I don't know if anyone is still following this blog since it's been so long since I posted here, but I'm gonna make a final post anyway.
Throughout those years of layoff's, unemployment, and bankruptcy, we refinanced the house, along with a loan modification. After a couple years of dealing with it, we took a long and hard look at where we stood with the house. The interest rate was much lower, but the modification had taken us back to square one on the loan. We had paid 13 years on the house, basically for nothing. All of those years didn't count at all.
We talked for well over a month, and decided to simply relinquish the house to the bank and walk away. It was a very hard decision, but we decided that it was for the best. Besides the issue with the house, we really didn't have time to care for the property anymore. Lisa works and goes to school, and I work six days a week at the farm. One day off a week simply wasn't enough time to take care of things there, and also try enjoying life by doing other things. Three weeks before Christmas, we made a huge change and moved into a twinplex that belongs to my boss.
So now, I not only work for this man, but I'm also a tenant. Honestly, it has more perks than staying at the house. The rent is much less expensive, I live literally 100 yards from the west corn field at the farm, and we're four miles closer for Lisa's school and work. I'm already the rental maintenance man, so if anything breaks, I get paid to fix my own stuff. I get paid to plow the snow of my own driveway, and to mow my own grass, both with the owner's equipment. Our gas bill for December was 1/4 of what it would have been at the house, and the electric bill was almost half. This really was a smart move for us. Yes; it's very sad to leave everything behind; but we made the decision to move on and start over.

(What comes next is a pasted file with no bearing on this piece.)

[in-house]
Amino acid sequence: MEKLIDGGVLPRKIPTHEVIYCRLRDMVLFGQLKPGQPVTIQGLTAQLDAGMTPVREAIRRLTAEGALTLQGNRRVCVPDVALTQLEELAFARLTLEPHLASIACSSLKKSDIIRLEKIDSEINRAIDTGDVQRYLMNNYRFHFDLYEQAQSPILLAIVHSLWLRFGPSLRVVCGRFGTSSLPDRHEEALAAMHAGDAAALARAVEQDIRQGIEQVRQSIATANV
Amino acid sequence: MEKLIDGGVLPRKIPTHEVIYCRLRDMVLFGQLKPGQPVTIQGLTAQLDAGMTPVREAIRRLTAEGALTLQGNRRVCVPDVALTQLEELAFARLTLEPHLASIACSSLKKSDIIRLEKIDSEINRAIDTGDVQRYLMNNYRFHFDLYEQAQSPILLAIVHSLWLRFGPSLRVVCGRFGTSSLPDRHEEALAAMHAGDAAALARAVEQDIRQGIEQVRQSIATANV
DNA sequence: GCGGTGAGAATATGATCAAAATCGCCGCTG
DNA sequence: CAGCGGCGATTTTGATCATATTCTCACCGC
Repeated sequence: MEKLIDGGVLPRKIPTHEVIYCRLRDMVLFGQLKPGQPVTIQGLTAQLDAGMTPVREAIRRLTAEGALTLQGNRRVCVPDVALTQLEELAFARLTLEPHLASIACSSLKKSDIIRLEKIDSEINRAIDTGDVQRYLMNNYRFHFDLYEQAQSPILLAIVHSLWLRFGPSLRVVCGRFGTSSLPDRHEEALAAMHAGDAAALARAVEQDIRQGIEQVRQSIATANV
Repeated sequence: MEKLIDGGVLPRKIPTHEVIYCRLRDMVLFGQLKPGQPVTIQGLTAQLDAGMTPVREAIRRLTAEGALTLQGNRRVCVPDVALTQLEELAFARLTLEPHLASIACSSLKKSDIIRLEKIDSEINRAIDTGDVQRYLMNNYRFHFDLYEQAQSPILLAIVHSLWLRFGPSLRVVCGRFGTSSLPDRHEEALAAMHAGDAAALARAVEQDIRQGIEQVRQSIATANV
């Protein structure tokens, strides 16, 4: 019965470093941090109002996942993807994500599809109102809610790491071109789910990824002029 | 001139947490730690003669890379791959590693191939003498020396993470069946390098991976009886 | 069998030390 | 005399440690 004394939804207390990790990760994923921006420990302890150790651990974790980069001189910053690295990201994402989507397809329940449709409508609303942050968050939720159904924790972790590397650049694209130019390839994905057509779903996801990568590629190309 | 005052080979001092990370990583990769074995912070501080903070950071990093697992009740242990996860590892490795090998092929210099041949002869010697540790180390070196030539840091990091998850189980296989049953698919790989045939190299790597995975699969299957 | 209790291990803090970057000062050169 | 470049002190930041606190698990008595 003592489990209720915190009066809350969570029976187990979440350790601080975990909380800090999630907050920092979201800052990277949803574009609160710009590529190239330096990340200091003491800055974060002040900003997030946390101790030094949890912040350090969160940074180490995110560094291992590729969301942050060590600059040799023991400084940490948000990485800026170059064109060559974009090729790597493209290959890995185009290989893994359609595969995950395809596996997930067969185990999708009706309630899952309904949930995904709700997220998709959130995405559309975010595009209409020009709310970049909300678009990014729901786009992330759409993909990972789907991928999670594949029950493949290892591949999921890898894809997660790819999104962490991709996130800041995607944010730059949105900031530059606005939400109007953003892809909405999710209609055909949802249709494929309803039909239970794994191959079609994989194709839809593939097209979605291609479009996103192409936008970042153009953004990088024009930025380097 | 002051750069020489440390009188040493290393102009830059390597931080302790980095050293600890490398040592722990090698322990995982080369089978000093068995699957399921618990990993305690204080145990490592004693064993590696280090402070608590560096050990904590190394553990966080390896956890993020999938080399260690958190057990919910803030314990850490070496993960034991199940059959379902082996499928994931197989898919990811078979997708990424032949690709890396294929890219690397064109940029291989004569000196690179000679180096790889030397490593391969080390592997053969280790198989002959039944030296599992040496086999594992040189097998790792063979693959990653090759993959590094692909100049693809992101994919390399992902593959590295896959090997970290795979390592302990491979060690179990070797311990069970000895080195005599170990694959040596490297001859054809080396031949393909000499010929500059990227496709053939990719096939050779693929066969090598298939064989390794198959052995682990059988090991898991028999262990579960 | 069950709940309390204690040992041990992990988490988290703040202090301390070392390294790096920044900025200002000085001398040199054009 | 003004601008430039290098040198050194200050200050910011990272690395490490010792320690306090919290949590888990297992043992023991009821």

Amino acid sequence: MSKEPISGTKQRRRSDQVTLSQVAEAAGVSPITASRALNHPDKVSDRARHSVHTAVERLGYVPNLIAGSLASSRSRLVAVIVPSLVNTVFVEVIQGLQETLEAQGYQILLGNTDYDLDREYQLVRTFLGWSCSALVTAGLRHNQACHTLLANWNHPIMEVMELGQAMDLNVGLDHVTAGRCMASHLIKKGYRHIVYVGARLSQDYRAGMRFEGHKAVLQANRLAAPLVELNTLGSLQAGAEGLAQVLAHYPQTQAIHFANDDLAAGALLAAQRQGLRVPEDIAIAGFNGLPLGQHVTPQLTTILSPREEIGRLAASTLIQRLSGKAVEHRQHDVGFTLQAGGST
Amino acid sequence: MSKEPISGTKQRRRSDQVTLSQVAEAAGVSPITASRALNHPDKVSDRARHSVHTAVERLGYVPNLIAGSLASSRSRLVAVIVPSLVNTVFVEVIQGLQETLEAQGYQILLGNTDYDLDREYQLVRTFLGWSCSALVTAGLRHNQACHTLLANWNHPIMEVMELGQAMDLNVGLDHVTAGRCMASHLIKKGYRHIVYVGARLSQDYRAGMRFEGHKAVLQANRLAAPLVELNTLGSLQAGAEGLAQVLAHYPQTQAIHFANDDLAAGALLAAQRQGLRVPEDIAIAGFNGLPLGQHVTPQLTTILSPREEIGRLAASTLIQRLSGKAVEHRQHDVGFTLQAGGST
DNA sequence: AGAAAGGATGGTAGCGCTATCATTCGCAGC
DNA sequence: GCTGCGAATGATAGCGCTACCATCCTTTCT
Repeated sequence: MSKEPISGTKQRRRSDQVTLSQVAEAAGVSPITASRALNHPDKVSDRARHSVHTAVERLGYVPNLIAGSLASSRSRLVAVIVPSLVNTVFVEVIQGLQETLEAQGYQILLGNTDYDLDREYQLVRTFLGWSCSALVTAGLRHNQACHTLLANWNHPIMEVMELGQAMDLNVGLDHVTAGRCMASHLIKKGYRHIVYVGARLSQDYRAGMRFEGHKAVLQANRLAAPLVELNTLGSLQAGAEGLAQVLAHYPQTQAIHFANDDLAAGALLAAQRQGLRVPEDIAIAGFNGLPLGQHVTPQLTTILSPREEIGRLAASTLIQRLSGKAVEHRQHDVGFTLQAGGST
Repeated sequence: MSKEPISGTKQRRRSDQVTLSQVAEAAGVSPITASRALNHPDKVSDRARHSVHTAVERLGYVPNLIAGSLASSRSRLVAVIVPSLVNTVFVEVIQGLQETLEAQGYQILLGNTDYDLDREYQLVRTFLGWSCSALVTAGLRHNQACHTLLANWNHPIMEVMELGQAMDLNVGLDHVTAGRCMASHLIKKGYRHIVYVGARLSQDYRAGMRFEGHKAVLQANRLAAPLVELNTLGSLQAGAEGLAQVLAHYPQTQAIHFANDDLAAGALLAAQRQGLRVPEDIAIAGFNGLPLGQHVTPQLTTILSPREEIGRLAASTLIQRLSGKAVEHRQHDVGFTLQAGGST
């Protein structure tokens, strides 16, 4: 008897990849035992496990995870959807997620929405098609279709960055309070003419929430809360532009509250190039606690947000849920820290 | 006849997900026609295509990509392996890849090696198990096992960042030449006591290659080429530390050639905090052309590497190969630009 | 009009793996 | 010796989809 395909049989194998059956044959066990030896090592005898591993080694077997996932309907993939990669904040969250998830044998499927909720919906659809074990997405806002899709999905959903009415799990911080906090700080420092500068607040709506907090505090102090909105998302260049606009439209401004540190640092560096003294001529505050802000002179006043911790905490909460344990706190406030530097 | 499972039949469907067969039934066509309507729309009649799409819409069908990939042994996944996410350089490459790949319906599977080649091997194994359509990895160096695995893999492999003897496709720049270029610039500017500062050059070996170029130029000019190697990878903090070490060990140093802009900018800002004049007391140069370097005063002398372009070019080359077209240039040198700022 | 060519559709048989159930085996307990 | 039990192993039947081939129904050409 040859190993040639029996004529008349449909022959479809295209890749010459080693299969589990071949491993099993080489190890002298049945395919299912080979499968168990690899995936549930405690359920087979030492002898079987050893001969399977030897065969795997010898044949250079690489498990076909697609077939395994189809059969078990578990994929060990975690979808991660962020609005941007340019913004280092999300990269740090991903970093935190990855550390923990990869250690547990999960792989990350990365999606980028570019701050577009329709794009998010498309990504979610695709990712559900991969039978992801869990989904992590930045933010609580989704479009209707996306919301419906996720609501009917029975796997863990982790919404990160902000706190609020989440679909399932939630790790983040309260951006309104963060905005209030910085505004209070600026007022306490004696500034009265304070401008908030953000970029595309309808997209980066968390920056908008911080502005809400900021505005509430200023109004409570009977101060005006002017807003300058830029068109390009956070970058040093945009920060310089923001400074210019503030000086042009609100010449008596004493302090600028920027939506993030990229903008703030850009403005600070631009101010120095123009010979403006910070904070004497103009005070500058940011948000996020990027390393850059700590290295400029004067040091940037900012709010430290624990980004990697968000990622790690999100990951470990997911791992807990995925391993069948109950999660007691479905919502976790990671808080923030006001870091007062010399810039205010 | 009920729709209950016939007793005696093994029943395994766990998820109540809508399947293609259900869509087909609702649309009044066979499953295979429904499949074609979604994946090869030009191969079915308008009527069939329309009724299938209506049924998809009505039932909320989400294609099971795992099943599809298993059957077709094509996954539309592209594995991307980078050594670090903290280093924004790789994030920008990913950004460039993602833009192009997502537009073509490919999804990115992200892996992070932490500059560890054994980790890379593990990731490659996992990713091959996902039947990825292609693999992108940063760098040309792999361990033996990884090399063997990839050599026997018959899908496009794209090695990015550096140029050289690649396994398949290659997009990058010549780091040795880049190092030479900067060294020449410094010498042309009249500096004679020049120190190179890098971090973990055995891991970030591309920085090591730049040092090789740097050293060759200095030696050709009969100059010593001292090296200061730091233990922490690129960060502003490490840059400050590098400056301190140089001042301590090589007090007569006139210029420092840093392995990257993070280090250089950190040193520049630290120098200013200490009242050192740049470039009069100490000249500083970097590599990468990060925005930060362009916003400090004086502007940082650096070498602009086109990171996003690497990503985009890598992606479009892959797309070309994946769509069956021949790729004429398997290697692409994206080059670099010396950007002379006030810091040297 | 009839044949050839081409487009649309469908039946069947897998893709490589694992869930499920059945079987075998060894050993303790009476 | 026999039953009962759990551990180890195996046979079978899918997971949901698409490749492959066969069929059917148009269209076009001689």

The farm still keeps me busy six days a week. I've not only picked the majority of the 20 acres worth of field corn, but I've bagged it on the ear and shelled non stop for the past six weeks. We decided to not use the corn crib this season, so every bit of it goes into 50lb bags. It seems that it will never end, but it will. The market takes 750lbs each, ear and shelled, once a week or more; along with 25-30 bales of straw a week. Add that to my duties at the market in the mornings, and any maintenance work that comes up at the 22 rentals, and I'm one really, really busy guy. Even if we were still at the house, I wouldn't have time for all of the things that we did just a few years ago that inspired this blog. I miss it a lot, but someday I will get back to all of the things that I was doing.
I guess this is the part where I say goodbye to the blog, and to those who had read and followed through my adventures. I'm not done. I'm merely on hold for a while. Until then, love what you do and do what you love.
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